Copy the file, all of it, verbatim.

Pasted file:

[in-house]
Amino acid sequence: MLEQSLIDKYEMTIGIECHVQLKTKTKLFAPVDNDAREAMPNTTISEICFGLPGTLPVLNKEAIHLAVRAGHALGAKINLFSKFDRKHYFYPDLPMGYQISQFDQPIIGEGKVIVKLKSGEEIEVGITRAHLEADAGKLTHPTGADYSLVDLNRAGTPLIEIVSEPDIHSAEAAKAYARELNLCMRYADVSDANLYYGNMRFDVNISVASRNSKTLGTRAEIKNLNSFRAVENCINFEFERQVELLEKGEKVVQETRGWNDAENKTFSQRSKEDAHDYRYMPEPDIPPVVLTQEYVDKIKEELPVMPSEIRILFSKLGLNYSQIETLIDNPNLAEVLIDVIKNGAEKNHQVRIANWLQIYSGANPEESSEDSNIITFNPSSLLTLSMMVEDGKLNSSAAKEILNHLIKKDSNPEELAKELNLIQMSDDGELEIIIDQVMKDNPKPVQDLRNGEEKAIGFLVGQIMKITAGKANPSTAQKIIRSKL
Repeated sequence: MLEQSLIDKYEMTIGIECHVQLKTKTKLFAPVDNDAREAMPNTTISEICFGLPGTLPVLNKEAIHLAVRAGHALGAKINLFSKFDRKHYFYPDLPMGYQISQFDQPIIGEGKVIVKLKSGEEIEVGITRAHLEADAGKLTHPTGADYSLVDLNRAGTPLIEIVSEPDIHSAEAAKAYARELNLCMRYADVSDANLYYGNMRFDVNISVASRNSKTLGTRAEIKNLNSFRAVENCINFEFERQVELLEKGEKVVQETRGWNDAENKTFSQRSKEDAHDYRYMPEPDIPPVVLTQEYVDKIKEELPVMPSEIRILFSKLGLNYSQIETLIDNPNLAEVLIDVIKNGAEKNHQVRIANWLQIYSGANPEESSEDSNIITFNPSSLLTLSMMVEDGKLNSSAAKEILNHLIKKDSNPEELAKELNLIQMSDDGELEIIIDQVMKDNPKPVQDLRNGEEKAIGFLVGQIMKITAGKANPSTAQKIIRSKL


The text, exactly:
[in-house]
Amino acid sequence: MLEQSLIDKYEMTIGIECHVQLKTKTKLFAPVDNDAREAMPNTTISEICFGLPGTLPVLNKEAIHLAVRAGHALGAKINLFSKFDRKHYFYPDLPMGYQISQFDQPIIGEGKVIVKLKSGEEIEVGITRAHLEADAGKLTHPTGADYSLVDLNRAGTPLIEIVSEPDIHSAEAAKAYARELNLCMRYADVSDANLYYGNMRFDVNISVASRNSKTLGTRAEIKNLNSFRAVENCINFEFERQVELLEKGEKVVQETRGWNDAENKTFSQRSKEDAHDYRYMPEPDIPPVVLTQEYVDKIKEELPVMPSEIRILFSKLGLNYSQIETLIDNPNLAEVLIDVIKNGAEKNHQVRIANWLQIYSGANPEESSEDSNIITFNPSSLLTLSMMVEDGKLNSSAAKEILNHLIKKDSNPEELAKELNLIQMSDDGELEIIIDQVMKDNPKPVQDLRNGEEKAIGFLVGQIMKITAGKANPSTAQKIIRSKL
Repeated sequence: MLEQSLIDKYEMTIGIECHVQLKTKTKLFAPVDNDAREAMPNTTISEICFGLPGTLPVLNKEAIHLAVRAGHALGAKINLFSKFDRKHYFYPDLPMGYQISQFDQPIIGEGKVIVKLKSGEEIEVGITRAHLEADAGKLTHPTGADYSLVDLNRAGTPLIEIVSEPDIHSAEAAKAYARELNLCMRYADVSDANLYYGNMRFDVNISVASRNSKTLGTRAEIKNLNSFRAVENCINFEFERQVELLEKGEKVVQETRGWNDAENKTFSQRSKEDAHDYRYMPEPDIPPVVLTQEYVDKIKEELPVMPSEIRILFSKLGLNYSQIETLIDNPNLAEVLIDVIKNGAEKNHQVRIANWLQIYSGANPEESSEDSNIITFNPSSLLTLSMMVEDGKLNSSAAKEILNHLIKKDSNPEELAKELNLIQMSDDGELEIIIDQVMKDNPKPVQDLRNGEEKAIGFLVGQIMKITAGKANPSTAQKIIRSKL